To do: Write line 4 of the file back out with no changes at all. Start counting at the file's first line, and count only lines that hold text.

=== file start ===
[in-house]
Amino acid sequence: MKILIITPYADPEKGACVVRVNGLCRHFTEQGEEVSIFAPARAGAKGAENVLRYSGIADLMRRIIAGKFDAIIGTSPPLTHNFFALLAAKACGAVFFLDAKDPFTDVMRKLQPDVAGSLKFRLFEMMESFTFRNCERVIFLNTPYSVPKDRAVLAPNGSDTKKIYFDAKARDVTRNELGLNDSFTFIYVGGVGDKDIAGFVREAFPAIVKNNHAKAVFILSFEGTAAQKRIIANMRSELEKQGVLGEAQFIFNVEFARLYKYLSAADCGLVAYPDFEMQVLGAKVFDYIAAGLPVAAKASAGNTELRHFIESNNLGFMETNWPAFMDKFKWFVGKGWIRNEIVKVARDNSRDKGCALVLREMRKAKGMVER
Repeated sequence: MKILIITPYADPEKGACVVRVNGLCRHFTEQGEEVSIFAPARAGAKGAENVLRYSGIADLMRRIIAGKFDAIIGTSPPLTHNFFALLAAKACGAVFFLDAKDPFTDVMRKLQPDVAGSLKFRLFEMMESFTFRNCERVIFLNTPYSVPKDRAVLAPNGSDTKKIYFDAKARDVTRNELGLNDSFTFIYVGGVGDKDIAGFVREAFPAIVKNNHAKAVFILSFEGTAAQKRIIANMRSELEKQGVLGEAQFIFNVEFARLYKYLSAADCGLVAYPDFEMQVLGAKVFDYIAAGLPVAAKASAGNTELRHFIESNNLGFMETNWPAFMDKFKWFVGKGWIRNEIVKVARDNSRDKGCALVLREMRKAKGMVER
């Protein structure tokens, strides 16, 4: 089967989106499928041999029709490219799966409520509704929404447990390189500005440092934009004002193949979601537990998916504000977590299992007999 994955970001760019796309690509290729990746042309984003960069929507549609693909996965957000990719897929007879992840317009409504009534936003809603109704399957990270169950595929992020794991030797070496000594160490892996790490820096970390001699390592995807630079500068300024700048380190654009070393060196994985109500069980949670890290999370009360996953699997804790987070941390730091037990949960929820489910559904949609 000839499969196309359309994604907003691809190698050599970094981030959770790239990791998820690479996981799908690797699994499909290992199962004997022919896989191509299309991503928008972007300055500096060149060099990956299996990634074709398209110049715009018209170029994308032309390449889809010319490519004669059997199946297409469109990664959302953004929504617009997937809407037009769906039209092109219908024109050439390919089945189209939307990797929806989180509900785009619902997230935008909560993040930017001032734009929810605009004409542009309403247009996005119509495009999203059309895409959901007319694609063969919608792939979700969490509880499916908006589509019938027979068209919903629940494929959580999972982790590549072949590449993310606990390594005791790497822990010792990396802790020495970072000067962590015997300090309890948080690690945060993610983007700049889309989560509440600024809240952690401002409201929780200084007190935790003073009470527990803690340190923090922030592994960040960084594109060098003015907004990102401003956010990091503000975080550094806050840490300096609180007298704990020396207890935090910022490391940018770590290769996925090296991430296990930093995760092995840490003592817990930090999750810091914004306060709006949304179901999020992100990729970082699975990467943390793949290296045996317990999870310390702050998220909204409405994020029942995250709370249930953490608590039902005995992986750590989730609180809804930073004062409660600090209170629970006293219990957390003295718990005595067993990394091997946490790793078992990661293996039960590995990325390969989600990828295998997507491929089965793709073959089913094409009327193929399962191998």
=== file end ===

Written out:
């Protein structure tokens, strides 16, 4: 089967989106499928041999029709490219799966409520509704929404447990390189500005440092934009004002193949979601537990998916504000977590299992007999 994955970001760019796309690509290729990746042309984003960069929507549609693909996965957000990719897929007879992840317009409504009534936003809603109704399957990270169950595929992020794991030797070496000594160490892996790490820096970390001699390592995807630079500068300024700048380190654009070393060196994985109500069980949670890290999370009360996953699997804790987070941390730091037990949960929820489910559904949609 000839499969196309359309994604907003691809190698050599970094981030959770790239990791998820690479996981799908690797699994499909290992199962004997022919896989191509299309991503928008972007300055500096060149060099990956299996990634074709398209110049715009018209170029994308032309390449889809010319490519004669059997199946297409469109990664959302953004929504617009997937809407037009769906039209092109219908024109050439390919089945189209939307990797929806989180509900785009619902997230935008909560993040930017001032734009929810605009004409542009309403247009996005119509495009999203059309895409959901007319694609063969919608792939979700969490509880499916908006589509019938027979068209919903629940494929959580999972982790590549072949590449993310606990390594005791790497822990010792990396802790020495970072000067962590015997300090309890948080690690945060993610983007700049889309989560509440600024809240952690401002409201929780200084007190935790003073009470527990803690340190923090922030592994960040960084594109060098003015907004990102401003956010990091503000975080550094806050840490300096609180007298704990020396207890935090910022490391940018770590290769996925090296991430296990930093995760092995840490003592817990930090999750810091914004306060709006949304179901999020992100990729970082699975990467943390793949290296045996317990999870310390702050998220909204409405994020029942995250709370249930953490608590039902005995992986750590989730609180809804930073004062409660600090209170629970006293219990957390003295718990005595067993990394091997946490790793078992990661293996039960590995990325390969989600990828295998997507491929089965793709073959089913094409009327193929399962191998």